June 3, 2013


When I was studying sociology and anthropology in college, my area of focus naturally gravitated toward looking at popular entertainment as a way to understand culture. Berger and Luckmann's The Social Construction of Reality and mythology scholar Joseph Campbell were my guides. Although comics have been a life-long passion, I seemed to restrict myself to works by Japanese artists in order to better understand Japan. Frederik Schodt's books and translations were valuable resources, and I'm happy to say that I eventually met Fred, who kindly visits my art classes annually to share his expertise. But what about American comics? We have seen a lot of imagery in the last ten years, especially around the anniversary of Superman and the popularity of Michael Chabon's The Amazing Adventures of Kavalier & Clay, which have drawn attention to the Jewish experience and perspective of the 1930s and 1940s. I'm sure many readers have seen vintage panels of superheroes landing punches to Hitler's jaw. With our interest in spies and Cold War culture here on Spy Vibe, I'm excited when something appears on my radar. Thanks to an order of Lee Falk's The Phantom from Bud Plant, I learned about a recent book called Comic Books and the Cold War 1946-1962 by Chris and Rafael York.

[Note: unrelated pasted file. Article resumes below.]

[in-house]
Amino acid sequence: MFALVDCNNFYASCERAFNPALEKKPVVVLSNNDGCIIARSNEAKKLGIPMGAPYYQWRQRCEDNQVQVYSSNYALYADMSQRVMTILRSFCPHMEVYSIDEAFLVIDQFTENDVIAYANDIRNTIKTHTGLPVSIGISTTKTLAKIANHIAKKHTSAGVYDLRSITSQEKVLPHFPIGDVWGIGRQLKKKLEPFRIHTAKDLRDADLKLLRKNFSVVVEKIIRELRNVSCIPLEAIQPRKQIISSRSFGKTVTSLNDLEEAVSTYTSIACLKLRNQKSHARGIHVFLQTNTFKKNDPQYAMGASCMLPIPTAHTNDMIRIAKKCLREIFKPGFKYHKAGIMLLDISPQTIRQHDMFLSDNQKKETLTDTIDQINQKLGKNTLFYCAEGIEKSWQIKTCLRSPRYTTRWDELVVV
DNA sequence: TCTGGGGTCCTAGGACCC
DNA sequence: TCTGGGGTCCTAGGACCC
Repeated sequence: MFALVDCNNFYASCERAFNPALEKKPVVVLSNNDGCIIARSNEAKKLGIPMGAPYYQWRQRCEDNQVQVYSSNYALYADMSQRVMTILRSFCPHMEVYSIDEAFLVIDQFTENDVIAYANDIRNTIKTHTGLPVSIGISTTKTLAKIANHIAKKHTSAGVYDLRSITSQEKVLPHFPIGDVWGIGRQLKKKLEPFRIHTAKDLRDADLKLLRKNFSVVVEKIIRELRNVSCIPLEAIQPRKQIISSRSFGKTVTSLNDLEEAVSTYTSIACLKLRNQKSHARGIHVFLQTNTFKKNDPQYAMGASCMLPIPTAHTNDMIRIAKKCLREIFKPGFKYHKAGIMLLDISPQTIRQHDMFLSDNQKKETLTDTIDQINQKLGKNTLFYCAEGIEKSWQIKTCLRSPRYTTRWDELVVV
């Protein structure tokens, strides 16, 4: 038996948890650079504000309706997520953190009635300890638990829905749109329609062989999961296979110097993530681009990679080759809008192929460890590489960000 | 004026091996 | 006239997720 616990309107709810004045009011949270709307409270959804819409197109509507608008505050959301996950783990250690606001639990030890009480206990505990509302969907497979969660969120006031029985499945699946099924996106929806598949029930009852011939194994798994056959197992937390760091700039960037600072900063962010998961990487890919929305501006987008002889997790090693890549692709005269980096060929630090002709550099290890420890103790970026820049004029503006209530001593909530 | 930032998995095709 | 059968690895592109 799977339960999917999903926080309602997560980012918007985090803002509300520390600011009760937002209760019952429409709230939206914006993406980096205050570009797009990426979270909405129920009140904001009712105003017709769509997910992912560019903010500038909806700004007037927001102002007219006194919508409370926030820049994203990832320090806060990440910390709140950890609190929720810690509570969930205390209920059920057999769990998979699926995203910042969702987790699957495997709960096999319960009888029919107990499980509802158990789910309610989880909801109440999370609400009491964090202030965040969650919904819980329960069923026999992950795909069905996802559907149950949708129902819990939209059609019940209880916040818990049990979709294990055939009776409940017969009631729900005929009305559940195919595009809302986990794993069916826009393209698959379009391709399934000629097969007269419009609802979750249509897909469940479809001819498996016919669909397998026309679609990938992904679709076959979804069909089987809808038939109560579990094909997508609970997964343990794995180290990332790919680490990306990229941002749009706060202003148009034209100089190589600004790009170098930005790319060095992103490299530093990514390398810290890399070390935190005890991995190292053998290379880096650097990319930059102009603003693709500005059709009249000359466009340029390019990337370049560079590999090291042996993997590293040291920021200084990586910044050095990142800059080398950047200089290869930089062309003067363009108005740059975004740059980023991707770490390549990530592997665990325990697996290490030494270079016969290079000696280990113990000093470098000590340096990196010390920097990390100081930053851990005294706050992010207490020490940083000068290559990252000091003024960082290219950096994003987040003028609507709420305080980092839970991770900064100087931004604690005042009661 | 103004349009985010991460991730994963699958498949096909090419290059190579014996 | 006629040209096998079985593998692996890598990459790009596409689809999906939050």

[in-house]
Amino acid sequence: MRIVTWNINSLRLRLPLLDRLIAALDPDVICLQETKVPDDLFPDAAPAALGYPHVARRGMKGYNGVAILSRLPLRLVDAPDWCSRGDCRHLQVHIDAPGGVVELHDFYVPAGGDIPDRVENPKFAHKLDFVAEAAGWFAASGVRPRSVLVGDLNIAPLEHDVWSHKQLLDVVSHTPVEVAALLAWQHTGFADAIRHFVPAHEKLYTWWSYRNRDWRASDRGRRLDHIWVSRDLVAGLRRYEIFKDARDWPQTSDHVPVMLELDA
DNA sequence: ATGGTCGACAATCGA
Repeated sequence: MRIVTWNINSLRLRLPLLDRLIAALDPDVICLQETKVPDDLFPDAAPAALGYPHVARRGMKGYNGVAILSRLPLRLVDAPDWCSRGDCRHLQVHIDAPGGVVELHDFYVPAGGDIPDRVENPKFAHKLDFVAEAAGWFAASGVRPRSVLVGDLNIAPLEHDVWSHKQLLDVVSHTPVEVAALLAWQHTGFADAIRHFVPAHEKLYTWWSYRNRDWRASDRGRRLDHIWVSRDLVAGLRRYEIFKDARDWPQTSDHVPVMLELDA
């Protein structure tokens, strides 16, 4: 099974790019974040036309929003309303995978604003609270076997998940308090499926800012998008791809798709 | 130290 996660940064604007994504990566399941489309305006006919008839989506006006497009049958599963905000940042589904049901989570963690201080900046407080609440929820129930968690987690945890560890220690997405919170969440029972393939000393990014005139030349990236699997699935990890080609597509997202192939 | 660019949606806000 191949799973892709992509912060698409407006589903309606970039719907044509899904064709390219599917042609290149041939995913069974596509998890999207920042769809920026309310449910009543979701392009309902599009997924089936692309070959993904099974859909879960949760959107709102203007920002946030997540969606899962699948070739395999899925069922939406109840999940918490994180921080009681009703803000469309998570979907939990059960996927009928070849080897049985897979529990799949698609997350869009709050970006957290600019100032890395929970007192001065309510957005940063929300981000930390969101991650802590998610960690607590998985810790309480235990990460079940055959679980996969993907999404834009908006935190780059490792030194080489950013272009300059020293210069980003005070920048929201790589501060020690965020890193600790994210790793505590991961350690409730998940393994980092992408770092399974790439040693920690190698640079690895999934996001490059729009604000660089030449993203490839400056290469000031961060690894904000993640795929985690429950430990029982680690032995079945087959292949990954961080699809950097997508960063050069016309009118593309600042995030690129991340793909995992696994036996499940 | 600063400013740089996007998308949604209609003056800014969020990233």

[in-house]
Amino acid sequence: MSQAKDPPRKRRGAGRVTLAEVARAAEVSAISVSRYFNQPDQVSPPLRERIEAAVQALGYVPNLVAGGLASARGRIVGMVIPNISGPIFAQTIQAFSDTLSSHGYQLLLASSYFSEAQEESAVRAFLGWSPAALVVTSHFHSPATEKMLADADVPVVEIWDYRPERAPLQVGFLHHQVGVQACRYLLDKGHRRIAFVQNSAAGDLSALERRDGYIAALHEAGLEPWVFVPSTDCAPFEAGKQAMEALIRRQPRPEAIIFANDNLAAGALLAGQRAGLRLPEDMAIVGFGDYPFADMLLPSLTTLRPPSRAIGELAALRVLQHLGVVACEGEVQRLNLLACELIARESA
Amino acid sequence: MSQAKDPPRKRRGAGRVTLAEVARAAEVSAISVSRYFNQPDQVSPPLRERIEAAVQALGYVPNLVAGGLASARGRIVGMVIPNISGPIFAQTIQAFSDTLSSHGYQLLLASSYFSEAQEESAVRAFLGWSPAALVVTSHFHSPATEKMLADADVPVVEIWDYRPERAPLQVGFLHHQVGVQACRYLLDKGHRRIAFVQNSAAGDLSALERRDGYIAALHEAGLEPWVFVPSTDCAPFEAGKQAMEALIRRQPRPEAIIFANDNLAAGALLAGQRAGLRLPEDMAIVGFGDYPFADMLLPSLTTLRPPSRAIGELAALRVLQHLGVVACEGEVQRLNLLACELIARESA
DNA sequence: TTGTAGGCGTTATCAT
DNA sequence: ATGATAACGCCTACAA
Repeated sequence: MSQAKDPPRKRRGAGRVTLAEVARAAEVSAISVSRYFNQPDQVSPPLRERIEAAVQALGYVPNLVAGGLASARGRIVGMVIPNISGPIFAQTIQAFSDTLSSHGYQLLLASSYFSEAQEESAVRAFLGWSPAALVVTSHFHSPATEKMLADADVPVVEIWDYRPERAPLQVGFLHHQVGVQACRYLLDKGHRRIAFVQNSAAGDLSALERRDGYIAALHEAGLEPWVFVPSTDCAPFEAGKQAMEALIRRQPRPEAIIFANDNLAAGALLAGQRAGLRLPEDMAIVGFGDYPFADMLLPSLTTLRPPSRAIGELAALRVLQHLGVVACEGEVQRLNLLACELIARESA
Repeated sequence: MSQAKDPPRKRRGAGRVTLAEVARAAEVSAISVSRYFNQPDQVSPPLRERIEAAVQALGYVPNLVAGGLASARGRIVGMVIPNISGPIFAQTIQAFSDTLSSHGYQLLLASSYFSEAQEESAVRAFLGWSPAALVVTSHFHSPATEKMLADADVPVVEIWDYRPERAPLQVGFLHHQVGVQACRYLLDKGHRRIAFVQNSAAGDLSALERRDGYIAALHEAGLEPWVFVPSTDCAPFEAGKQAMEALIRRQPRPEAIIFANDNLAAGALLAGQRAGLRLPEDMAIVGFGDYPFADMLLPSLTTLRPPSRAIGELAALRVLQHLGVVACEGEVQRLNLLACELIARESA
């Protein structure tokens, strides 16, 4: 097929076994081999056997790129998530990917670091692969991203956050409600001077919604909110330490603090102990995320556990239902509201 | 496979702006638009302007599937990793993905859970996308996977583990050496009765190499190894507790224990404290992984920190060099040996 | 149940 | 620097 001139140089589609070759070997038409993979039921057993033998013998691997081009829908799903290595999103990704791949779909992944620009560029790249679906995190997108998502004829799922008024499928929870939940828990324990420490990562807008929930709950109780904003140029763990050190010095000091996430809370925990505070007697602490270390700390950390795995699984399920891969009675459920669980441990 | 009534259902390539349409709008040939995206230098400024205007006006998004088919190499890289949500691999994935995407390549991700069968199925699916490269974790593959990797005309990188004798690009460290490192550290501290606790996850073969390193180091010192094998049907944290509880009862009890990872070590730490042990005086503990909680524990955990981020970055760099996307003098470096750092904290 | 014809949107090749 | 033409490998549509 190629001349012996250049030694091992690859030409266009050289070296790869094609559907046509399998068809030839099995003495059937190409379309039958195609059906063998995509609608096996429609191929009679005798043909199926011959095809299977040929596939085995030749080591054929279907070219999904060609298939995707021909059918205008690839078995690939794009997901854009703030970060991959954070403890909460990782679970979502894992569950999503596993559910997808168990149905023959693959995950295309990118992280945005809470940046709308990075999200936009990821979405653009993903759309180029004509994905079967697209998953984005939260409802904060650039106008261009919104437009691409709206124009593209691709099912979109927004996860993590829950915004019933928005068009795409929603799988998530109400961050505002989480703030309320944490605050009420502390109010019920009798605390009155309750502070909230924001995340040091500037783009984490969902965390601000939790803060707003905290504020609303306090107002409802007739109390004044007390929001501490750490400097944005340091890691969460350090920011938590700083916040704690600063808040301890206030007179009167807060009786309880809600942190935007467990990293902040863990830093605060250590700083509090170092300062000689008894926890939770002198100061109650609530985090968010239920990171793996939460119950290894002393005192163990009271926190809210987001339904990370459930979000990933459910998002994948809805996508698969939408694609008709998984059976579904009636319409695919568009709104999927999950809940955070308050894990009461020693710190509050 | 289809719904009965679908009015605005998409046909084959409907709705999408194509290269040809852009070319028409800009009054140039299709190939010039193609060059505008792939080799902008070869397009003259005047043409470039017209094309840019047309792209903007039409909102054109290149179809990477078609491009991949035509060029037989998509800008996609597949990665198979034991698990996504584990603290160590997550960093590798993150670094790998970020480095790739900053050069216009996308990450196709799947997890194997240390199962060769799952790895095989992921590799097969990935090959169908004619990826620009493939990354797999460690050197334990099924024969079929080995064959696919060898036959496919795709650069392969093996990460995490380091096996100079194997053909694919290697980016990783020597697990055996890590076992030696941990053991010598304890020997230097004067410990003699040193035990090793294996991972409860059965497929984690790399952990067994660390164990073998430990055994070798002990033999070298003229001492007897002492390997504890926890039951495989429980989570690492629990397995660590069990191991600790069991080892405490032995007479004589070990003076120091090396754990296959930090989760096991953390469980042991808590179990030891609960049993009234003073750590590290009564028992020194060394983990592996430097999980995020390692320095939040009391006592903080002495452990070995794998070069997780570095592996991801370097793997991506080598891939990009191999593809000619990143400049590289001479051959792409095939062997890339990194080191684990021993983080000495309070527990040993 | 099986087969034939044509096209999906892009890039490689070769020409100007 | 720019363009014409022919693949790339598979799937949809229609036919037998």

From Amazon: "Conventional wisdom holds that comic books of the post-World War II era are poorly drawn and poorly written publications, notable only for the furor they raised. Contributors to this thoughtful collection, however, demonstrate that these comics constitute complex cultural documents that create a dialogue between mainstream values and alternative beliefs that question or complicate the grand narratives of the era. Close analysis of individual titles, including EC comics, Superman, romance comics, and other, more obscure works, reveals the ways Cold War culture--from atomic anxieties and the nuclear family to communist hysteria and social inequalities--manifests itself in the comic books of the era. By illuminating the complexities of mid-century graphic novels, this study demonstrates that postwar popular culture was far from monolithic in its representation of American values and beliefs." Available in print and Kindle editions. Info at Amazon and McFarland Books. Additional images from "Cold War Comics" by Daniel Leab at Columbia Journalism Review

I have a spy novel coming out. Get ready to meet MIKI ZERO, a Japanese fashion model and spy from 1965! Stay tuned and follow Spy Vibe by clicking the Follow link at top right of this page.

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